Investigating learner language development with electronic longitudinal corpora: Theoretical and methodological issues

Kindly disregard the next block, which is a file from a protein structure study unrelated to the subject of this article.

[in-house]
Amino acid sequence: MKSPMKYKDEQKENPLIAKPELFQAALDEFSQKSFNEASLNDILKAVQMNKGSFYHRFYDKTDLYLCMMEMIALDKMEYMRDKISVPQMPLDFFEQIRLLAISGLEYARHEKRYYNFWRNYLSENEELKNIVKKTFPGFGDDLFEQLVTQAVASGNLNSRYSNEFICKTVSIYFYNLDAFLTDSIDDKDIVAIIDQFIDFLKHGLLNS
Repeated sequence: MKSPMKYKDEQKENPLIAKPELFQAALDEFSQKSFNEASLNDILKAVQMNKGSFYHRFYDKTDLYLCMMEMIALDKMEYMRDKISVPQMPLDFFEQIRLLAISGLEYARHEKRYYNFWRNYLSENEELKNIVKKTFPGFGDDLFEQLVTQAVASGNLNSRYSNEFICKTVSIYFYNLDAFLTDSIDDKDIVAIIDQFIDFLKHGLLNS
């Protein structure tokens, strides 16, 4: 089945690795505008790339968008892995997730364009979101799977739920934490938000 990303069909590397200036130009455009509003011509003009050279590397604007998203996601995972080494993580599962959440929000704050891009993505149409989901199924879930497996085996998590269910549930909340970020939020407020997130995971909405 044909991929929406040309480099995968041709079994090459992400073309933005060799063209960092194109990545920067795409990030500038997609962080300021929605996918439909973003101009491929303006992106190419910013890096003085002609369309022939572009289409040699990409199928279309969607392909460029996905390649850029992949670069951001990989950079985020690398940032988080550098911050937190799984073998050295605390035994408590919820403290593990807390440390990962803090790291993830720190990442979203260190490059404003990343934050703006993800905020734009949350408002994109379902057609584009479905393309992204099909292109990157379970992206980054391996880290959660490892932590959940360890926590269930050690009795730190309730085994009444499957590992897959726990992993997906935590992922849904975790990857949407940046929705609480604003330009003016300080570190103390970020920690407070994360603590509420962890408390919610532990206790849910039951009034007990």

Recent theoretical developments in SLA leave us with a complex and sophisticated research agenda. Taking the example of just one framework, questions about the initial state of second language learners, as well as about their ultimate attainment, are giving rise to much research. We need to be able to study development as it takes place within individual learners, in order to be able to test current hypotheses. We can only say that development has stopped, or that it is taking place, by studying learners over long periods of time. Using cross-sectional data is not helpful, as we have no way of knowing whether or not the linguistic representations we are comparing across learners are in fact similar. Using longitudinal data is problematic, however. Datasets are very expensive to collect, and it can be extremely diﬃcult practically to study learners over long periods of time. Because of this, it is now imperative that, given the enormous resource and logistical implications of collecting good-quality longitudinal corpora, we make them widely available to the research community. Diﬀerent researchers can then work on them from diﬀerent points of view. Additionally, for datasets to be truly representative of learner development, they must be of suﬃcient size. Finally, but very importantly, the research community must agree on conventions for transcribing, storing, and analyzing such data, and must make use of available software in order to analyze it. The SLA research community is far behind other ﬁelds in taking advantage of computerized tools in order to assist it in furthering its research agenda. This chapter will discuss the theoretical reasons underlying the need to collect and share good-quality longitudinal learner corpora. It will then explore the methodological issues arising, before presenting a large database of French learner language oral corpora, freely available to the research community on the internet. The possibilities oﬀered by the computerized analysis of corpora will also be demonstrated through a range of examples.